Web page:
Today (February 28th) is Rare Disease Day.
Did you know that 1 in 17 people in the UK suffers from a rare disease? It’s a lot more common than you’d think!
I have systemic lupus erythematosus, known as SLE, or lupus. It’s an autoimmune disease.
What is Lupus?
People always ask me what lupus is, and if I’ll need a kidney transplant like Selena Gomez did.
Here are some basic facts about lupus. I am not a doctor, just a person who has lupus. My sources are linked at the end of this blog post for further reading.
- Lupus is an autoimmune disease, like rheumatoid arthritis or MS.
- My immune system is overactive, meaning it produces way too many antibodies. Essentially, my body thinks it’s fighting something bad like a virus (but it isn’t), and ends up attacking healthy cells. This leads to inflammatory reactions and other symptoms like fatigue and joint pain.
- Lupus symptoms appear in ‘flares‘. They can be triggered by anything from overexertion, stress, alcohol, certain foods, or if I’m around other people who have colds or the flu for example. Even sunlight can trigger a lupus flare. It’s so important to wear suncream, and stay out of direct sunlight if you have lupus. Wide-brimmed hats aren’t just for fashion!
- A characteristic trait of lupus is the ‘butterfly rash‘, that often appears across the nose and cheeks of many lupus patients. Not everyone with lupus gets the butterfly rashes though. I used to get them often, but not much any more.
- Any organ in the body can be affected by lupus, but the kidneys are the most well-known. Many people with lupus have kidney issues, and some need kidney transplants.
- Lupus is 9 times more common in women than men. It also disproportionally affects women of colour.
- There is no cure. It is a chronic disease. Managing lupus is all about managing symptoms. Some patients are given immunosuppressants or hydroxychloroquine (a medication for malaria) that has been shown to help symptoms. Physical therapy, pain relief, and self-care can really help.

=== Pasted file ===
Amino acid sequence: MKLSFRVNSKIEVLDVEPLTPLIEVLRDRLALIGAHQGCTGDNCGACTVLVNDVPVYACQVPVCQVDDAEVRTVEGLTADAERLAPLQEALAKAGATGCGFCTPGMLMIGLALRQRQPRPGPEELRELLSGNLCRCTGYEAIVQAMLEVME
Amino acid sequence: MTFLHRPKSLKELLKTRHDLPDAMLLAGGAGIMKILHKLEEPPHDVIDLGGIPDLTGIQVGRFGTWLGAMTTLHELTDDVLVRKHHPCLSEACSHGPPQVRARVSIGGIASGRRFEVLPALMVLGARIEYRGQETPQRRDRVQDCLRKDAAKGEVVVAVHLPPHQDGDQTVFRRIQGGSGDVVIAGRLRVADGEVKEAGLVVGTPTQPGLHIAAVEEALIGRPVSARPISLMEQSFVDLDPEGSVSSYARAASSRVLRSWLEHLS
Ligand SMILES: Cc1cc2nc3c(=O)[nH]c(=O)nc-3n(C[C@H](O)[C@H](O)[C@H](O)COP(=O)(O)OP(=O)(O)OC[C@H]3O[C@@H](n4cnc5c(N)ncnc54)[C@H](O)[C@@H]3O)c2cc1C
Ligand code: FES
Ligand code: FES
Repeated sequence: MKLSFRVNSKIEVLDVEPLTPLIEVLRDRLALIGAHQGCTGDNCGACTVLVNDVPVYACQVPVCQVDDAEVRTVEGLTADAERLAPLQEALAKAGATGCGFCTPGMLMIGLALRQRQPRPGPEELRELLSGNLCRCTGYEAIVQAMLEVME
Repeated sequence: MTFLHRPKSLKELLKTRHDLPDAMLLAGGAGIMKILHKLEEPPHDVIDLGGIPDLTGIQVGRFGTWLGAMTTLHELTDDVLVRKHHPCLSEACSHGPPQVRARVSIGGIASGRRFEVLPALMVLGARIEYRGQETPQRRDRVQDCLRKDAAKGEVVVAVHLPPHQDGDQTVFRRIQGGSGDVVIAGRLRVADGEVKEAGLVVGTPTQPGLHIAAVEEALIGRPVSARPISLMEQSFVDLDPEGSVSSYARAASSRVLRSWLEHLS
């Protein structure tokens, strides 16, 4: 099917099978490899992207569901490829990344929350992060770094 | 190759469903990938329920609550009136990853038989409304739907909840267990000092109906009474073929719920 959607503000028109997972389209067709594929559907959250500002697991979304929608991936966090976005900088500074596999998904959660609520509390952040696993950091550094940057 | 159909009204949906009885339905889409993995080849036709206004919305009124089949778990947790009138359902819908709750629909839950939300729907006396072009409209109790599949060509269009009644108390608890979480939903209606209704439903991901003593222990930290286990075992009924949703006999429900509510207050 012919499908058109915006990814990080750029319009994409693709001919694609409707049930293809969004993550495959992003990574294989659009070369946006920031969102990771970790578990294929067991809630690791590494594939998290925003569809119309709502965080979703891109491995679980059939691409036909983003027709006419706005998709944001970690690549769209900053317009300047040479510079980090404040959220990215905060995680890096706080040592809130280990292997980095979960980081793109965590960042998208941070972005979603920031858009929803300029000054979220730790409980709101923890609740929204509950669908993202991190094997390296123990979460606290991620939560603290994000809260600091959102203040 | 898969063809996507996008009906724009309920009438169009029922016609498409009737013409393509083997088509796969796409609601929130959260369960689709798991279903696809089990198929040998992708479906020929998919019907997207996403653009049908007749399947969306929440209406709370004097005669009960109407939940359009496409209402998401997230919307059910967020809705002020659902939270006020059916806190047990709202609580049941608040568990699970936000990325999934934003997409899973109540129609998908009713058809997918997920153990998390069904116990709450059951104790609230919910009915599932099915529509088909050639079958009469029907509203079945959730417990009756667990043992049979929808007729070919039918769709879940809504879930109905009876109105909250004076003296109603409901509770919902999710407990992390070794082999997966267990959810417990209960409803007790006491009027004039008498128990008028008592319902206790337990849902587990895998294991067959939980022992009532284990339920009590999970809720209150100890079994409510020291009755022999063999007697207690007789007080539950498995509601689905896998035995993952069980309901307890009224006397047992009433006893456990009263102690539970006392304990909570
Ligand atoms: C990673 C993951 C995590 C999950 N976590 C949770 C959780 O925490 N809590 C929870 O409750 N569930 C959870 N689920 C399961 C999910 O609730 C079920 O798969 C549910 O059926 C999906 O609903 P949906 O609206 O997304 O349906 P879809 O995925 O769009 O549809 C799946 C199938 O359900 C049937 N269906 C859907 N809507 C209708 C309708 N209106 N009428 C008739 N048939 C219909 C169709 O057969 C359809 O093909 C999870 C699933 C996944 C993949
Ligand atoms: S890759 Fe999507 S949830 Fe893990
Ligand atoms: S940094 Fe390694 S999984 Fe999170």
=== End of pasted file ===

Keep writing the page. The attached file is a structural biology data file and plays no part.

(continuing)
Lupus symptoms can range from mild to severe. Symptoms need to be monitored, in case it progresses.
Unfortunately, having an autoimmune disease often leads to multiple autoimmune diseases. Many symptoms overlap with other conditions, making it difficult to diagnose.
Fun fact: ‘lupus’ is Latin for wolf.
The disease is called lupus because people thought the rashes looked like wolf bites!
This short animation from Lupus UK provides a great visual explanation:
My Lupus Diagnosis
It took years for my diagnosis. Did you know that most people wait around 4 years for any rare disease diagnosis?
You wouldn’t believe the number of blood tests I had. I had antibody results making it over 98% likely that I had this condition… yet still they were repeated again and again for a year until diagnosed.
I still need around 11 blood tests every six months to see what’s going on with my weird immune system.
I’m waiting for a brain scan, that might provide some answers! I’m hopeful.
How I Cope With Lupus
When I struggle with losing feeling in my hands, and the daily joint pain that makes me feel like an old lady, I try to think about how lucky I am.
My doctor is great, I have my wonderful group of friends, a wonderful Mum and the best little brothers in the world. I’m lucky enough to work at a beautiful historical site, in a lovely team.
I managed to walk up to the Athenian Acropolis, and the Temple of Zeus in Delphi… with a lot of pain and help from my Professor. But I did it.
Some days are worse than others. I won’t lie, sometimes I can’t walk. I rely on the people I live with to help me. Lupus is frustrating, and sometimes I just get so angry at my body for not working properly.
Coping as a Disabled Student
My tutor and the disability service at King’s College London have been amazing, offering so much support.
After a bad lupus flare caused a seizure, I transferred from a full-time Master’s course to part-time, which is the best decision I’ve ever made.
I had to slow down, and realise that life isn’t a race. Who cares if it takes me two years to finish my Master’s degree instead of one? I need to look after my health.
Awareness of conditions like lupus is so important. Rare diseases affect 3.5 million people in the UK. Many people are suffering, with no diagnosis. I’ve made a new category on this blog called wellbeing, where I’m going to write more about chronic illness, mental health and self-care.
You can also find me on The Mighty, a great online platform for mental illness and disability support. A customer at work actually told me about this website! She saw my ‘I have lupus’ pin, and recommended The Mighty. Never underestimate the kindness of strangers!
All the best, Emily. x